Mother’s Day was a very nice time for me, with my family blessing me with many flower and vegetable plants for my garden. I have already begun my garden planting with tomatoes, watermelon, and okra; late this year due to winter overstaying it’s welcome here in South Dakota. As I have been planting this year’s garden, I have been wondering how long I, and all Americans, will continue to have the right to do so. I also ponder what laws will be imposed against us home gardeners. Looking to Europe might give us one clue. Also, looking at the ‘front yard garden’ war can give us another.
I think it is safe to say that whatever gets approved as a law in other countries, usually comes to being passed in America. We have a huge population with many talented people who have fantastic original ideas, but that doesn’t keep us from jumping onto the bandwagon of ideas from other countries, especially Europe. Europe’s government wants to regulate gardening by requiring both companies and citizens to register almost every seed and plant. Of course, fees are involved. What would be the point of a new regulation if a tax, oops, I mean a fee, is attached and expected from the citizens? The seeds and plants would include flowers and grasses, in addition to, veggies and fruits. If it is a plant of any kind, it and/or it’s seed would have to be registered. Mike Adams, with Natural News.com shares more in his article. Also, a copy of the proposal can be found here.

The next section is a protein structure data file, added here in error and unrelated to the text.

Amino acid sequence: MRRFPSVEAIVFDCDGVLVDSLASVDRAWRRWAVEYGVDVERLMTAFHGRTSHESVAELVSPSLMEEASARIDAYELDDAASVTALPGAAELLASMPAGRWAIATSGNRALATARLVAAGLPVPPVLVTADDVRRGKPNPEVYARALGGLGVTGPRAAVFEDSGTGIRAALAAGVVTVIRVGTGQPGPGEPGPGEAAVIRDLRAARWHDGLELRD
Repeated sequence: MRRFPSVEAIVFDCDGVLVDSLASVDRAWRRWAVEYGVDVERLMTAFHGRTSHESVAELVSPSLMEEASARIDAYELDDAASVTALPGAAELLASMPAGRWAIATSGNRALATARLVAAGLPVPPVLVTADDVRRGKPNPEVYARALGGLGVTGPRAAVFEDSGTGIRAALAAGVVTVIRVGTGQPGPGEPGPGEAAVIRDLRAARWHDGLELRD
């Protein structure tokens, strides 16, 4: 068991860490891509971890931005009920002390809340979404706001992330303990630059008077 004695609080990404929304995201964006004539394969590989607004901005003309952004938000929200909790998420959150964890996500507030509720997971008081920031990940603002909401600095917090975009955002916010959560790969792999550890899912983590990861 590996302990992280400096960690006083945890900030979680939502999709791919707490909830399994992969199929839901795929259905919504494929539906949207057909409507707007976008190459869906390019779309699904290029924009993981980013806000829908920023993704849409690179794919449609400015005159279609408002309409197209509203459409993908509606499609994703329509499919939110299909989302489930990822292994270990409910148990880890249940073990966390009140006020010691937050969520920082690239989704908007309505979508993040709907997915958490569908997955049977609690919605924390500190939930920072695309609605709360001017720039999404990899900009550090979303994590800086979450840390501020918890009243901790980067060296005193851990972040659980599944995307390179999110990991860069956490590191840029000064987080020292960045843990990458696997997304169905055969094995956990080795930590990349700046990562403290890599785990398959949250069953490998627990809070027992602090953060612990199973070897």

You may be thinking, “I don’t have to be concerned with what Europe is doing.” Ah, but we all need to be concerned with what Europe and other countries are doing, because their laws have a way of popping up in the United States. Just like remakes of their television shows!
City governments in the United States are getting a little tweaked about gardens, because, hey, they don’t have enough on their plate already with high unemployment and a sour economy. They make the charge that vegetable and fruits plants are not the type of plants that look good in a front yard. Here are three examples of citizens who have been fighting their city for the right to have a garden in their front yard:
Orlando, Orange County, Florida – Jason Helvenston fighting his city to keep his garden.
Tulsa, Oklahoma – Denise Morrison’s garden get knocked down by the city.
Oak Park, Michigan – Julie Bass faced jail time for her front yard garden.
In addition to those examples, West Des Moines, Iowa, endured public criticism for proposing legislation earlier this year to ban residents from planting and growing veggies and fruits in their front yards. Will more cities try to ban residents from ‘front yard’ gardens? I think it won’t take long before local governments figure out they can increase their revenue by imposing fees (taxes) for ‘front yard’ gardens. Once one city gets a bill passed, it will be a domino effect of other cities following in kind.
I would be remiss to not mention Michelle Obama and her famous vegetable garden. Why isn’t she rallying to these people’s aid and fighting for their right to have a garden in their front yard? After all, her public platform is all about healthy eating, which is promoted with her own garden in the front yard of the White House.
The real issue is people not having the right to enjoy their property how they want, and whether the ‘front yard’ garden issue infringes upon citizen’s Fifth Amendment rights. While New York is trying to ban everything from soda to butter, for the public good, city governments across America are getting distracted over vegetable and fruit gardens. I don’t think our government is trying to increase public safety, I think they are trying to exert more control.